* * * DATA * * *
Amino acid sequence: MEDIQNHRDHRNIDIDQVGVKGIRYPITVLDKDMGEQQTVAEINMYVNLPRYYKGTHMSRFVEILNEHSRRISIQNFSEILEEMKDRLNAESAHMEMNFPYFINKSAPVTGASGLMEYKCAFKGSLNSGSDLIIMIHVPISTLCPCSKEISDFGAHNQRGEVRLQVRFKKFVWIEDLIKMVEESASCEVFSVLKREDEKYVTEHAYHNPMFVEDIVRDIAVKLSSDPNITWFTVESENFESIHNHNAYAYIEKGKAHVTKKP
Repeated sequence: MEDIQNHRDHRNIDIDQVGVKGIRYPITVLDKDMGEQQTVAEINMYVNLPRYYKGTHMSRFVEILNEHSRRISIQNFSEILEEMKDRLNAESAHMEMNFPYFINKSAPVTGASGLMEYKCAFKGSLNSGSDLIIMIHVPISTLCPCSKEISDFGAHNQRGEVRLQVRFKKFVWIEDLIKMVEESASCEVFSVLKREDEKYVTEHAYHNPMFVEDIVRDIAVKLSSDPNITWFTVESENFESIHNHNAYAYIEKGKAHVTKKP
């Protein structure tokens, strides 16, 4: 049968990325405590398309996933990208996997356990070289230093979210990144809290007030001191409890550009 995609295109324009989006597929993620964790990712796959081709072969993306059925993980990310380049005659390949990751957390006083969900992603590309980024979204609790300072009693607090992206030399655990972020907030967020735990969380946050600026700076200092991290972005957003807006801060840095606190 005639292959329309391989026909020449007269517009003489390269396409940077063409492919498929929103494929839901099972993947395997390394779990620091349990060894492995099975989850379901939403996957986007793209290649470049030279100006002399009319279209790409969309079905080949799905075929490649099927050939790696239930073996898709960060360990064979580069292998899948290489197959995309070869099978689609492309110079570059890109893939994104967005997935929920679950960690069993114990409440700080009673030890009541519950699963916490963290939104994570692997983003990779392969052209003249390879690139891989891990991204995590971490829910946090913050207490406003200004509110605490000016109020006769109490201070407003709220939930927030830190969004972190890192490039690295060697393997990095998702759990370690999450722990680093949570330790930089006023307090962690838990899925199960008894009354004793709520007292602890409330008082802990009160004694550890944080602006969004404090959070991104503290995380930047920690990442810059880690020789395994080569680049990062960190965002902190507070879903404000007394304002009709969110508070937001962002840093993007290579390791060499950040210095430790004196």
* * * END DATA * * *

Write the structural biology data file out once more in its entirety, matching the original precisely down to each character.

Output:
Amino acid sequence: MEDIQNHRDHRNIDIDQVGVKGIRYPITVLDKDMGEQQTVAEINMYVNLPRYYKGTHMSRFVEILNEHSRRISIQNFSEILEEMKDRLNAESAHMEMNFPYFINKSAPVTGASGLMEYKCAFKGSLNSGSDLIIMIHVPISTLCPCSKEISDFGAHNQRGEVRLQVRFKKFVWIEDLIKMVEESASCEVFSVLKREDEKYVTEHAYHNPMFVEDIVRDIAVKLSSDPNITWFTVESENFESIHNHNAYAYIEKGKAHVTKKP
Repeated sequence: MEDIQNHRDHRNIDIDQVGVKGIRYPITVLDKDMGEQQTVAEINMYVNLPRYYKGTHMSRFVEILNEHSRRISIQNFSEILEEMKDRLNAESAHMEMNFPYFINKSAPVTGASGLMEYKCAFKGSLNSGSDLIIMIHVPISTLCPCSKEISDFGAHNQRGEVRLQVRFKKFVWIEDLIKMVEESASCEVFSVLKREDEKYVTEHAYHNPMFVEDIVRDIAVKLSSDPNITWFTVESENFESIHNHNAYAYIEKGKAHVTKKP
């Protein structure tokens, strides 16, 4: 049968990325405590398309996933990208996997356990070289230093979210990144809290007030001191409890550009 995609295109324009989006597929993620964790990712796959081709072969993306059925993980990310380049005659390949990751957390006083969900992603590309980024979204609790300072009693607090992206030399655990972020907030967020735990969380946050600026700076200092991290972005957003807006801060840095606190 005639292959329309391989026909020449007269517009003489390269396409940077063409492919498929929103494929839901099972993947395997390394779990620091349990060894492995099975989850379901939403996957986007793209290649470049030279100006002399009319279209790409969309079905080949799905075929490649099927050939790696239930073996898709960060360990064979580069292998899948290489197959995309070869099978689609492309110079570059890109893939994104967005997935929920679950960690069993114990409440700080009673030890009541519950699963916490963290939104994570692997983003990779392969052209003249390879690139891989891990991204995590971490829910946090913050207490406003200004509110605490000016109020006769109490201070407003709220939930927030830190969004972190890192490039690295060697393997990095998702759990370690999450722990680093949570330790930089006023307090962690838990899925199960008894009354004793709520007292602890409330008082802990009160004694550890944080602006969004404090959070991104503290995380930047920690990442810059880690020789395994080569680049990062960190965002902190507070879903404000007394304002009709969110508070937001962002840093993007290579390791060499950040210095430790004196």